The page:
Initially, the Court had concern as to whether service in the instant case was properly effected on Montes Bros. See Docket No. 23. Plaintiffs, however, addressed this concern in their supplemental briefing. A supplemental affidavit of reasonable diligence indicates that a process server tried to serve Luis Montes. Docket No. 25-1. The California Secretary of State lists Luis Montes as Montes Bros.'s agent for service of process. Docket No. 26-1. The affidavit of reasonable diligence states that the process server attempted to serve Mr. Montes twice at the address listed by the California Secretary of State prior to effecting substituted service. See Docket No. 25-1. Substituted service was made on Norah Rivera, who stated to the process server that she is the wife of Luis Montes. Id. Given Mrs. Rivera's relationship to Luis Montes, the Court finds that service was made upon a person whose relationship to Mr. Montes made it more likely than not that process would be delivered to Mr. Montes. Accordingly, the Court concludes that service of process on Montes Bros. was proper.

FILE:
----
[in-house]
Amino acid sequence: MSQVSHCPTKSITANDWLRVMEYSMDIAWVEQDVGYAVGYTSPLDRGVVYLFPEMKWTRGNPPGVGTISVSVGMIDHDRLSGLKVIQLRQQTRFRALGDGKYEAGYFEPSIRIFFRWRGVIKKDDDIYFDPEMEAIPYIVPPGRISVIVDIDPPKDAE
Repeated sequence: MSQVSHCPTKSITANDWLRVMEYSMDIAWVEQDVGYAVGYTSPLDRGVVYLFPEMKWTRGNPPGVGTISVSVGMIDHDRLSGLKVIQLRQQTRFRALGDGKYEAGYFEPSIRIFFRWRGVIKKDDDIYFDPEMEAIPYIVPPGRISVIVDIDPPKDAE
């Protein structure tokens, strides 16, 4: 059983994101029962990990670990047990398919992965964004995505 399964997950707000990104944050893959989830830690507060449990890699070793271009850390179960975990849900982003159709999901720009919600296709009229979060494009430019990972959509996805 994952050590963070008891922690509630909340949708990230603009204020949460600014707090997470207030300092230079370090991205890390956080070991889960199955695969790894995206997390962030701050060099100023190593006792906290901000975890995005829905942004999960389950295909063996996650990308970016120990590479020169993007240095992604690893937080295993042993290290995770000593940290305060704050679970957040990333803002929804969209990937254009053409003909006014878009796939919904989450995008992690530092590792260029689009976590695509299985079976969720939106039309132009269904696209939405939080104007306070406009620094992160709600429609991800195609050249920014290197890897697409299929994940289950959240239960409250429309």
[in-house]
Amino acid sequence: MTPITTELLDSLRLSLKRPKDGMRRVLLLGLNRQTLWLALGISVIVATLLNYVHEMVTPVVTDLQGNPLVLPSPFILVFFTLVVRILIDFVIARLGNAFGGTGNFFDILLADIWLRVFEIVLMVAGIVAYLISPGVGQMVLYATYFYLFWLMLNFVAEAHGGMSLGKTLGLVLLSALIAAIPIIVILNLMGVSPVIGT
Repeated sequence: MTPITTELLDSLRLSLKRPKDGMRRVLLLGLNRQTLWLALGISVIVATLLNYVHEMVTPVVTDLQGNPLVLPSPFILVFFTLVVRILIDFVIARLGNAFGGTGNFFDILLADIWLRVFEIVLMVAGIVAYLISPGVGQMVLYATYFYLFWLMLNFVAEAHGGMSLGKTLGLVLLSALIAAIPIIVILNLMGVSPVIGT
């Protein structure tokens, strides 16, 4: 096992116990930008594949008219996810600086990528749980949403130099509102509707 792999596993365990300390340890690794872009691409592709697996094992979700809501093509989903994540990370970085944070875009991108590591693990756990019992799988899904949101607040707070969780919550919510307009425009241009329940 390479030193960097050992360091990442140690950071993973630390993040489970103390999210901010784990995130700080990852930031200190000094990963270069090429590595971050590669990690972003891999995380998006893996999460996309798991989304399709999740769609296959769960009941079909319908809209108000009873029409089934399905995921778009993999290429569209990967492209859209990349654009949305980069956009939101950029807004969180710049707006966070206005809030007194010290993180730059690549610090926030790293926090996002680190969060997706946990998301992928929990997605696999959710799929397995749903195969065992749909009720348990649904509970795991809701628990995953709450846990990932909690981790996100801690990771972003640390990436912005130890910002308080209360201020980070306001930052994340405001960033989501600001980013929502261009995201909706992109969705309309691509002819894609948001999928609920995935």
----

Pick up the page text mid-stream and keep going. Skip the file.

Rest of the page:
B. Merits of Motion for Default Judgment

After entry of a default, a court may grant a default judgment on the merits of the case. See Fed.R.Civ.P. 55. "The district court's decision whether to enter a default judgment is a discretionary one." Aldabe v. Aldabe, 616 F.2d 1089, 1092 (9th Cir. 1980). Factors that a court may consider in exercising that discretion include:

(1) the possibility of prejudice to the plaintiff; (2) the merits of plaintiff's substantive claim, (3) the sufficiency of the complaint, (4) the sum of money at stake in the action, (5) the possibility of a dispute concerning material facts, (6) whether the default was due to excusable neglect, and (7) the strong policy underlying the Federal Rules of Civil Procedure favoring decisions on the merits.